Legal Issues Still Surround Growth Plan

By Christopher Dunagan
Kitsap Sun

Thursday, May 31, 2007

Kitsap County, WA - Kitsap County needs to take steps to encourage more growth in urban areas and less in rural areas, the Washington State Court of Appeals has ruled.

But the ruling may have little effect, because a recent update to the county comprehensive plan resolves the concerns, county officials say.

The case grew out of an appeal filed in 2004 by Futurewise, Kitsap Citizens for Responsible Planning and residents Rick Biarnson and Jerry Harless. They argued that the county was expanding urban growth areas without first trying to accommodate growth within existing areas.

The case was first heard by the Central Puget Sound Growth Management Hearings Board, which is charged with upholding provisions of the state's Growth Management Act. When the appeal was filed, the county had established a goal of putting 83 percent of growth in urban areas.

The hearings board ruled that the county needed to adopt "reasonable measures," or steps that shift growth from rural to urban areas. County officials then adopted a list of reasonable measures, such as encouraging multifamily housing, mixed-use development and transportation access between homes and jobs. But opponents complained that these were measures the county already was using unsuccessfully.

The hearings board decided that the measures were enough to meet requirements of the Growth Management Act. But a superior court judge did not agree, so the matter moved to the State Court of Appeals. There, in a ruling issued Wednesday, a three-judge panel said the county needs to adopt additional measures.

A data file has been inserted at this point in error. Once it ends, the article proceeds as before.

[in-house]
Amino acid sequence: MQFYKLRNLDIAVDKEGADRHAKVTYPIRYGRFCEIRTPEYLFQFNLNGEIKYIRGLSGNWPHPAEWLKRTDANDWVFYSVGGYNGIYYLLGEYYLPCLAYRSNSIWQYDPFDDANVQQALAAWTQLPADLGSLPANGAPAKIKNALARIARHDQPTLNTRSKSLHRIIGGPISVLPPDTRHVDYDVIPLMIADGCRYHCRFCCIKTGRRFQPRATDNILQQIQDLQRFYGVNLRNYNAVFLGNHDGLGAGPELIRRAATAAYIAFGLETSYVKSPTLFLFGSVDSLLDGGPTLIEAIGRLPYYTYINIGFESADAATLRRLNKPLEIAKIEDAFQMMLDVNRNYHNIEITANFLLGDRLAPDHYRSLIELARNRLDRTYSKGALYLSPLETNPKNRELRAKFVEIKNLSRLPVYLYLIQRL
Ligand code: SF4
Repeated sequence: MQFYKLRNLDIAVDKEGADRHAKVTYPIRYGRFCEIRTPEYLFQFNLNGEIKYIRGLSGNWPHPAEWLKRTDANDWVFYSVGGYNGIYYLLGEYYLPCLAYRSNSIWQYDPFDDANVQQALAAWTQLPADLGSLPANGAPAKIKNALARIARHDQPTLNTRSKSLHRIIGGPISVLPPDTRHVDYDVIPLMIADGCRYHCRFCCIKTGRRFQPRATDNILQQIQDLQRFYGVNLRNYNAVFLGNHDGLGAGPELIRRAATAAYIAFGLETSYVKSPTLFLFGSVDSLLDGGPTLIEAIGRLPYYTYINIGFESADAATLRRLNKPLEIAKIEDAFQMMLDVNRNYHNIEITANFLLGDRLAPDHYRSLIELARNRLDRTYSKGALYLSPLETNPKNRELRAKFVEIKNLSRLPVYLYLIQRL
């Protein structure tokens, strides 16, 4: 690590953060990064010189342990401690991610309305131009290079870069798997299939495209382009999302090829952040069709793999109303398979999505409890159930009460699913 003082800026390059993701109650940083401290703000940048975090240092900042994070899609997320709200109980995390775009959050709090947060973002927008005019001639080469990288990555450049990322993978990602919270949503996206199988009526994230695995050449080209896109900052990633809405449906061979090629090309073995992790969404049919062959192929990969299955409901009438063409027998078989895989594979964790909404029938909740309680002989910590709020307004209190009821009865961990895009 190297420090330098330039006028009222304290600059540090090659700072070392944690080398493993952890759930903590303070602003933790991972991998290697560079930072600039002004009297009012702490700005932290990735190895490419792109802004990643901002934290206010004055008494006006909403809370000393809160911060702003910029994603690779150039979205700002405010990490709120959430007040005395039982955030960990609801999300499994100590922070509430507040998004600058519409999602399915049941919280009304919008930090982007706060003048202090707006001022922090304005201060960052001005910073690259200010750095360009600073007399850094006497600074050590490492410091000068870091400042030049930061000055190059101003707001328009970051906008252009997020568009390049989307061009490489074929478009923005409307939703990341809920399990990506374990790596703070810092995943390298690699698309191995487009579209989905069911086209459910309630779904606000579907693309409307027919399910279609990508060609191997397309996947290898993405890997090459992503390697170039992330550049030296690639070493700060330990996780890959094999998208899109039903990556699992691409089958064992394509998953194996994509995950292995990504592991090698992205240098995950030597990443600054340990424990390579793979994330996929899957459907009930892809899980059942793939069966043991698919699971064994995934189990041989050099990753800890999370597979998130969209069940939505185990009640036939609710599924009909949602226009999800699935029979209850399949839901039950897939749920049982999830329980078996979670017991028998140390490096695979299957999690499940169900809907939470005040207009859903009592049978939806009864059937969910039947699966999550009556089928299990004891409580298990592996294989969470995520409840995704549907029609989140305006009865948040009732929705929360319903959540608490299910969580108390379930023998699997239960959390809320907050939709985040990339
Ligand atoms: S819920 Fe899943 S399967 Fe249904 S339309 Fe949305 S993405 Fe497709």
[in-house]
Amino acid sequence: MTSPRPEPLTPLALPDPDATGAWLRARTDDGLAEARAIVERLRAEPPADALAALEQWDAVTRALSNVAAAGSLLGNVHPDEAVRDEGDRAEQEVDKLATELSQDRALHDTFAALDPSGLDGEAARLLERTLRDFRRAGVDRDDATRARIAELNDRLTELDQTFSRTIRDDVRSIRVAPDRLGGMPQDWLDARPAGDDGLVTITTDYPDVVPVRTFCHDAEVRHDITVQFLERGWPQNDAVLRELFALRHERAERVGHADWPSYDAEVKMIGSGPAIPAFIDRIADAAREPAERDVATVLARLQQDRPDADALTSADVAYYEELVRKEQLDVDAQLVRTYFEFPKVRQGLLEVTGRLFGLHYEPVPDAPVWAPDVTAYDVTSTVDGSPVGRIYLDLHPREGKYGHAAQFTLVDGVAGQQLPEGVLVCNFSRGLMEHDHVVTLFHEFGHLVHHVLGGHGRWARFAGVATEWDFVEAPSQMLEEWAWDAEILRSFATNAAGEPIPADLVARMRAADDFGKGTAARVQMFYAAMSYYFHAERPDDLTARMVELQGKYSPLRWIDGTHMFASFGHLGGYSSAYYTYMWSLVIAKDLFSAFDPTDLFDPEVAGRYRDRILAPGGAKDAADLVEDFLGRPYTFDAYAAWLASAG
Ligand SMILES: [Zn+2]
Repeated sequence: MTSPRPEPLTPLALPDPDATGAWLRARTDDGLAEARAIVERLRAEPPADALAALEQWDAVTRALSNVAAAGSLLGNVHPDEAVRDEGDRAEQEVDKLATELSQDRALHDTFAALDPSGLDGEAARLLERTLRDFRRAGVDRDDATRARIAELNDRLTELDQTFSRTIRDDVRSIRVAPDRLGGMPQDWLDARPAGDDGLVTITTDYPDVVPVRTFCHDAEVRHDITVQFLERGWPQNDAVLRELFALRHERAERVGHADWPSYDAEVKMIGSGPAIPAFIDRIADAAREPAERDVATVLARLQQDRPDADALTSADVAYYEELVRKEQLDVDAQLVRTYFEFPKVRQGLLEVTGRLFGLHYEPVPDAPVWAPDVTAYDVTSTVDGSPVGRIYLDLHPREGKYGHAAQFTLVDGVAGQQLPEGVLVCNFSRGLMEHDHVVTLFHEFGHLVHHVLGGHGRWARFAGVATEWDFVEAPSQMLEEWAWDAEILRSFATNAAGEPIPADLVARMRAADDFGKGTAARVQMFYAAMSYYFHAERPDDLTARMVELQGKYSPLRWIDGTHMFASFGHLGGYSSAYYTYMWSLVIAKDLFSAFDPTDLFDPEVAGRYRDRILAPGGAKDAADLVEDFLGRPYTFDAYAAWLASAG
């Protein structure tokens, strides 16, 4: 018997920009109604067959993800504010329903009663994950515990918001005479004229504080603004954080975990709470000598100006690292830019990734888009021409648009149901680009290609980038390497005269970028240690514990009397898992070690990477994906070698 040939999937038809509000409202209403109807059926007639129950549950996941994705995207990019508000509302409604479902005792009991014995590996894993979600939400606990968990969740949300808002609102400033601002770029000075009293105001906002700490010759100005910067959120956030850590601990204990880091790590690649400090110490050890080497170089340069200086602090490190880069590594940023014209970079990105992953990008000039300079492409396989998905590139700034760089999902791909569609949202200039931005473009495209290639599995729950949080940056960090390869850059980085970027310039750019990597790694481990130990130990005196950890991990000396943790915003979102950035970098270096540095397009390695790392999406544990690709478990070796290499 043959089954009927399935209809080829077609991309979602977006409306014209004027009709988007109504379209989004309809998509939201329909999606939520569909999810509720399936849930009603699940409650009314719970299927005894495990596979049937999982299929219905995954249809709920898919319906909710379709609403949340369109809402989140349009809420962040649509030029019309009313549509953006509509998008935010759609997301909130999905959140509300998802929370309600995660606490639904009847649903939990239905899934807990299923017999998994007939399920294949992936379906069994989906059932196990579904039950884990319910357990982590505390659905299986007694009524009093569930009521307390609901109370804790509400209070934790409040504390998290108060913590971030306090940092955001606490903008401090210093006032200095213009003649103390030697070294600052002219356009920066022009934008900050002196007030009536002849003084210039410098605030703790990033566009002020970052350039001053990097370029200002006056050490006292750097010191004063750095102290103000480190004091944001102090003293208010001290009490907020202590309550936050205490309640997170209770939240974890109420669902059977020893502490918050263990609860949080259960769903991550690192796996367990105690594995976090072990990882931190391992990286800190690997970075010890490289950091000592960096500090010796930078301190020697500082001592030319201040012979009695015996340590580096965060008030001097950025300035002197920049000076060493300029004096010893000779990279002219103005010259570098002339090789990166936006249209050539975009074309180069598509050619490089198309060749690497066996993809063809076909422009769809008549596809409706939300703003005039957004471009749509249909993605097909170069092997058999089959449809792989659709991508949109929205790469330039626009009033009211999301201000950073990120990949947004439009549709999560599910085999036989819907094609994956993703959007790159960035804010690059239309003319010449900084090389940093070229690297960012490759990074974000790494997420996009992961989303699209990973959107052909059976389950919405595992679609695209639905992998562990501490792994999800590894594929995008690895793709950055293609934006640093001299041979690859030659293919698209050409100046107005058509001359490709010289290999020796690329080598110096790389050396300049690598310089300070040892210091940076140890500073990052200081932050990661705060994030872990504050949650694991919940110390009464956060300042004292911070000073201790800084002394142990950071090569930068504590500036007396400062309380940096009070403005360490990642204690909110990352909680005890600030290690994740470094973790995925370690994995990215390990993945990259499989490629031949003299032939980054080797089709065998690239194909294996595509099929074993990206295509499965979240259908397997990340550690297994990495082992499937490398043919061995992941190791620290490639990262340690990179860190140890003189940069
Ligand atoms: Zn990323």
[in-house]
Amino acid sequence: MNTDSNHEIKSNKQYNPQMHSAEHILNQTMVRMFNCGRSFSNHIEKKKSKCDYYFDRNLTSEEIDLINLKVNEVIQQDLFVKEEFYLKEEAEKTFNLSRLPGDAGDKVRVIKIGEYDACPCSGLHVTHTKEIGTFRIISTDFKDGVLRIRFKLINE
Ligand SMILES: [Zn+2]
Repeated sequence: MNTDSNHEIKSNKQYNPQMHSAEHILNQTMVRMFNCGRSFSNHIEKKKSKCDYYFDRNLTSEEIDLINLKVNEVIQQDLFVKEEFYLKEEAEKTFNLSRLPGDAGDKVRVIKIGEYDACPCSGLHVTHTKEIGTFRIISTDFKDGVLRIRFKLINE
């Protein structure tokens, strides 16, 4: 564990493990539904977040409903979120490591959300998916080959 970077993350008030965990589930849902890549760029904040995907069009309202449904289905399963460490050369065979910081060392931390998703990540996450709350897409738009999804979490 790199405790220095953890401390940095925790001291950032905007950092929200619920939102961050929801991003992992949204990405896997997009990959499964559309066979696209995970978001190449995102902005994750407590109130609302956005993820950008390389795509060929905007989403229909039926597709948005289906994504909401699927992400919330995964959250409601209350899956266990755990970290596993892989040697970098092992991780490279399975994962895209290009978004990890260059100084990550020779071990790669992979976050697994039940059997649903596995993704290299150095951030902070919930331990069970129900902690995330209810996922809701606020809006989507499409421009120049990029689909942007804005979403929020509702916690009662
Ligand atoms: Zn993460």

Meanwhile, at the end of last year, Kitsap County adopted a "10-year update" to its comprehensive plan.

Deputy prosecutor Shelley Kneip said she believes reasonable measures in that plan will address the court's concerns. Measures include a greater variety of legal lot sizes to attract more developments and an allowance for small sewage-treatment plants where large sewers are impractical.

"The reasonable measures that were evaluated by the courts and the growth board are entirely different from what we have adopted now," Kneip said.

Keith Scully, legal director for Futurewise, said his group is likely to argue that the county still has not done enough to shift growth patterns.

The issue will return to the Growth Management Hearings Board.

Ironically, the county won a legal battle that is now meaningless. The county is not required to complete its update to the comprehensive plan until 2008 — 10 years after adoption of a valid plan. So the county completed the work two years ahead of time. The hearings board said the plan should have been done in 2004, the 10th anniversary of the original deadline.

Meanwhile, the county's update to the comprehensive plan has been appealed by the Suquamish Tribe, Kitsap Citizens for Responsible Planning and Jerry Harless. A hearing in that case is scheduled before the Growth Hearings Board on June 28.



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